First, the Unix permissions are checked. If they allow the operation, SEL checks it and either permits it or denies...
it based on the predefined roles that you have configured.
Let's go back to the purpose of SEL. It adds mandatory access controls (MAC) to Linux. It is designed for preventing bad programs from tampering with your data and comprising other security controls you might have on your system. These bad programs include both malicious applications and badly written code.
At the same time, SEL helps minimize the damage that can be done as the result of an intrusion. The trusted operating systems (referred to in Is SEL trustworthy?)(particularly ones that are labeled C2) certainly have a form of access controls, but were not really mainstream (not mandatory, accept for B1 and higher) and also offered a limited Mandatory Access Control (MAC) model.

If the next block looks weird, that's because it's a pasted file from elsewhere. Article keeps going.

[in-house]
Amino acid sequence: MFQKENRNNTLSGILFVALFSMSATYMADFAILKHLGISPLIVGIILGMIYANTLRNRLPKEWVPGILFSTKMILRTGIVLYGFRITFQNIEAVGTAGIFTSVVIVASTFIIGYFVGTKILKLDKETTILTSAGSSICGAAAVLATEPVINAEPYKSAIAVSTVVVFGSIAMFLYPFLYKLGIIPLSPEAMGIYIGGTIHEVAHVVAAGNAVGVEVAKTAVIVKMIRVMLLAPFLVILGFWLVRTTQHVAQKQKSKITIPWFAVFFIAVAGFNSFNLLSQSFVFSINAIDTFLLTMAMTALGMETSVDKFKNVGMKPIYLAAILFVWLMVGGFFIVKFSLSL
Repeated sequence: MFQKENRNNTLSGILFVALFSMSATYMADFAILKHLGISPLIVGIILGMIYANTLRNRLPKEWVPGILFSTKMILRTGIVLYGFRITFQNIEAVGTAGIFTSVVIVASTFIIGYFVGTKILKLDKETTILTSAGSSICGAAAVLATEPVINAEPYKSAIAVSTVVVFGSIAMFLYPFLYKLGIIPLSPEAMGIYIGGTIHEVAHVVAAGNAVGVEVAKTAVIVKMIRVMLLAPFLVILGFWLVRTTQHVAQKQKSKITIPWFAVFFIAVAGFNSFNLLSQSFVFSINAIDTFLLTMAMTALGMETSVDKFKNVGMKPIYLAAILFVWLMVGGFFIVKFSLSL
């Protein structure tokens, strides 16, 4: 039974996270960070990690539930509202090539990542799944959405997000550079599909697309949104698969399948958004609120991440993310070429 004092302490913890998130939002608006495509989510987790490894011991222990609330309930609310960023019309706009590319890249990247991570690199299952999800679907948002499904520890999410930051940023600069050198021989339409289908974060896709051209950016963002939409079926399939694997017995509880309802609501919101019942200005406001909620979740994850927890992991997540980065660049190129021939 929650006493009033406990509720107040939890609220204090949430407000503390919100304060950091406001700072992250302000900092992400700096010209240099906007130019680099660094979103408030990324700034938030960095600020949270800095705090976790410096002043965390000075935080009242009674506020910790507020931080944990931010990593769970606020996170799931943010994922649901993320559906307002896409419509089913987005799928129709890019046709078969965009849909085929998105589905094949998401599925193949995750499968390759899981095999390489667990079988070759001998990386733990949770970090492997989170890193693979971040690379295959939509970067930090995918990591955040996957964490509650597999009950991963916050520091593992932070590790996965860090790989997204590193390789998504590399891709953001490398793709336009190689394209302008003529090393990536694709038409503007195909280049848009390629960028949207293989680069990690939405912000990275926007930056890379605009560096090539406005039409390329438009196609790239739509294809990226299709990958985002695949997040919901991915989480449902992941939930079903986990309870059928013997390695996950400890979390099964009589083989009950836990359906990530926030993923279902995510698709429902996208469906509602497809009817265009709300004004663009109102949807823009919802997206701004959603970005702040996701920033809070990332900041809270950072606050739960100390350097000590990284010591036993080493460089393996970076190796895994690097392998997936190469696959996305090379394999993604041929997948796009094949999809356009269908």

SEL provides a very flexible and configurable MAC to Linux. It can help you enforce critical processing on your data and also to enforce various legal restrictions, including disclosure of sensitive data. If you are a part of an organization that is concerned about securing your data, it is incumbent upon you to determine how deploying SEL can help secure your environment. If you are mandated by government and/or other regulalatory agencies to secure your data, the importance of implementing SEL becomes that much greater.
Dig Deeper on Linux system security best practices
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